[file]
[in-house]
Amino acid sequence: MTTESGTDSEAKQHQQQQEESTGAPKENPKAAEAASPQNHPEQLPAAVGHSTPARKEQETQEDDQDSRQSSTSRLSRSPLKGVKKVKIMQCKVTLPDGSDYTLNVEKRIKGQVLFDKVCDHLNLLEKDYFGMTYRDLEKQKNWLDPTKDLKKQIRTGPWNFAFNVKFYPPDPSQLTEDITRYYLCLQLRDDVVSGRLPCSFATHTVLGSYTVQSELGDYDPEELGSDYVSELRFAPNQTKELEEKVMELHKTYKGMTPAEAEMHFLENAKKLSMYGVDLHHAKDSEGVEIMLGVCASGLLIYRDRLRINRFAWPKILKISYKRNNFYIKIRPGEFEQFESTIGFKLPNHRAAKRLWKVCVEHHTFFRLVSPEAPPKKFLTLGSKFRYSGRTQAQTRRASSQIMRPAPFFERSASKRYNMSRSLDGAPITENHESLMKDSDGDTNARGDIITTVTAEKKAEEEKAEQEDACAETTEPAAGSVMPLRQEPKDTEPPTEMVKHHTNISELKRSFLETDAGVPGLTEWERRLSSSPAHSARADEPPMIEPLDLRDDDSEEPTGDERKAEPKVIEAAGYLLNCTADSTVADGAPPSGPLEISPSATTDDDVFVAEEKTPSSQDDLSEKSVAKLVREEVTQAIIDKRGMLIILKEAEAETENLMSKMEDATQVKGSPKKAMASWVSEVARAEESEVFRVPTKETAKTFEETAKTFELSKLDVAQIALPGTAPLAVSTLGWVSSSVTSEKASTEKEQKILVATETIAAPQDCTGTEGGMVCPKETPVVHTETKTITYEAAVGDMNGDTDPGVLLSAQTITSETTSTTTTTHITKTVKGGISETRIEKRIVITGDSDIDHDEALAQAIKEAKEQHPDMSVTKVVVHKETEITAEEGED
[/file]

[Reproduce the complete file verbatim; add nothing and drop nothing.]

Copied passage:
[in-house]
Amino acid sequence: MTTESGTDSEAKQHQQQQEESTGAPKENPKAAEAASPQNHPEQLPAAVGHSTPARKEQETQEDDQDSRQSSTSRLSRSPLKGVKKVKIMQCKVTLPDGSDYTLNVEKRIKGQVLFDKVCDHLNLLEKDYFGMTYRDLEKQKNWLDPTKDLKKQIRTGPWNFAFNVKFYPPDPSQLTEDITRYYLCLQLRDDVVSGRLPCSFATHTVLGSYTVQSELGDYDPEELGSDYVSELRFAPNQTKELEEKVMELHKTYKGMTPAEAEMHFLENAKKLSMYGVDLHHAKDSEGVEIMLGVCASGLLIYRDRLRINRFAWPKILKISYKRNNFYIKIRPGEFEQFESTIGFKLPNHRAAKRLWKVCVEHHTFFRLVSPEAPPKKFLTLGSKFRYSGRTQAQTRRASSQIMRPAPFFERSASKRYNMSRSLDGAPITENHESLMKDSDGDTNARGDIITTVTAEKKAEEEKAEQEDACAETTEPAAGSVMPLRQEPKDTEPPTEMVKHHTNISELKRSFLETDAGVPGLTEWERRLSSSPAHSARADEPPMIEPLDLRDDDSEEPTGDERKAEPKVIEAAGYLLNCTADSTVADGAPPSGPLEISPSATTDDDVFVAEEKTPSSQDDLSEKSVAKLVREEVTQAIIDKRGMLIILKEAEAETENLMSKMEDATQVKGSPKKAMASWVSEVARAEESEVFRVPTKETAKTFEETAKTFELSKLDVAQIALPGTAPLAVSTLGWVSSSVTSEKASTEKEQKILVATETIAAPQDCTGTEGGMVCPKETPVVHTETKTITYEAAVGDMNGDTDPGVLLSAQTITSETTSTTTTTHITKTVKGGISETRIEKRIVITGDSDIDHDEALAQAIKEAKEQHPDMSVTKVVVHKETEITAEEGED